Tuesday, October 19, 2010

Lost Leaders (plus making enemies on twitter)

I was drafting much of this post over the weekend, but couldn't hit the publish-button in the end. The main reason for my indecision - I’ve knowingly become an especially mean-old ass behind the scenes (in general, but especially in my trading life), but I was having a difficult time being a complete jerk in public.

Then I read the Nick Denton article Search and Destroy in the New Yorker and I wondered - why should I be so god-damned nice?

I've been conveying pretty much everything I do here the last couple of years (I didn't realize I'd live this long), so I may as well stop holding back. I'm just trying to make a living after all. Scroll to the bottom here for the dirt.

First, enthusiasm (sentiment/animal spirits) had risen measurably lately, coincident to everything no longer working in equities (whereas just a couple weeks ago, everything had been working, throughout September, and yet sentiment was considerably more cautious at the same time).

The general environment remains favorable, sure, maybe, but there have been some dramatic blow-ups lately and themes blowing-up do matter (the site of blood slows down investor appetite).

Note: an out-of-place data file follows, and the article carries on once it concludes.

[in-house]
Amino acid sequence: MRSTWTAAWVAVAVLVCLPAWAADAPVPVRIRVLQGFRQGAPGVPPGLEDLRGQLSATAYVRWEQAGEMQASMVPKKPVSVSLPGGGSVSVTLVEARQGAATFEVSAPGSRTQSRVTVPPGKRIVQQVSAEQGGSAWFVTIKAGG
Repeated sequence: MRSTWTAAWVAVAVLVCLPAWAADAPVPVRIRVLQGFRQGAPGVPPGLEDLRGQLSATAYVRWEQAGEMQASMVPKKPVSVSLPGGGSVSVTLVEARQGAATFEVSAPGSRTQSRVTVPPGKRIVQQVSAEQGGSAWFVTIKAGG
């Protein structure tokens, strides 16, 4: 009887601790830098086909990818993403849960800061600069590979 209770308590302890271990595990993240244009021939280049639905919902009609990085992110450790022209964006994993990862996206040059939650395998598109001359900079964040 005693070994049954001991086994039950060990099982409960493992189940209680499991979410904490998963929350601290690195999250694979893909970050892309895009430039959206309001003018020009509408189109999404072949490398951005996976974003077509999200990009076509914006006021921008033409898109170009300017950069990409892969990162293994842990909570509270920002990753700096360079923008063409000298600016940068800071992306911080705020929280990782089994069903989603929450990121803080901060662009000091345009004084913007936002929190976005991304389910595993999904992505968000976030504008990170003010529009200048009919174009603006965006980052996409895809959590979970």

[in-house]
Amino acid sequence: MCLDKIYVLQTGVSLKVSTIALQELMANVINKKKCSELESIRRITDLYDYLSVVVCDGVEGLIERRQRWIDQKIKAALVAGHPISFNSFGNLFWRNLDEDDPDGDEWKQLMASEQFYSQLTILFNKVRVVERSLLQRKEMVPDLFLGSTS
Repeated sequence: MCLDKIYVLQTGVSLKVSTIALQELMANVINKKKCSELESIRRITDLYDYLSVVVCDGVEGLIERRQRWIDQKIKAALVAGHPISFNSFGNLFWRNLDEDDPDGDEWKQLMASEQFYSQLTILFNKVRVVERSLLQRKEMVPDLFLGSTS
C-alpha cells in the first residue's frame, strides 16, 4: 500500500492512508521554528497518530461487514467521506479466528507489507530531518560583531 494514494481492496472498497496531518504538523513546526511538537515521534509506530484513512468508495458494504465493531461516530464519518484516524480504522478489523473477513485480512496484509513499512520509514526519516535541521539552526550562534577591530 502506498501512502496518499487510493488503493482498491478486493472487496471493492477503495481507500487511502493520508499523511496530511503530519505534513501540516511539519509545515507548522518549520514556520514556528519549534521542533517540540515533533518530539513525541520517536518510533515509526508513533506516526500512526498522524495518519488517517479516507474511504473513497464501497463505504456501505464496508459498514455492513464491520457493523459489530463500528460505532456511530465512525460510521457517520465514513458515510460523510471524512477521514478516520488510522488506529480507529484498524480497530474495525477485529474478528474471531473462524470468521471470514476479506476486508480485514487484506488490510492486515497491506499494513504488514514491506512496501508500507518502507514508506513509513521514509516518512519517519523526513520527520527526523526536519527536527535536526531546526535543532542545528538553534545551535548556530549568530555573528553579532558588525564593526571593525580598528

The education stocks (not a leadership group) were destroyed last week, while the previous week saw the cloud-space tech leaders lance dramatically, on tremendous volume, and fail to recover by any significant degree (normally, a first, sharp-slice lower in a leadership stock or group is a buying opportunity only, certainly in the short-term; the wall of worry is built on such bullish slices, followed by a gradual return to higher prices; but the cloud space did not return to higher prices). Microsoft news today that they will put their Office software on the cloud may be the best reason for this, but that is a guess only (it may be the market is telling us something instead, that leadership is waning). But whatever is going on, I still insist EBIX blowing up was not worthy of creating as much damage as it did.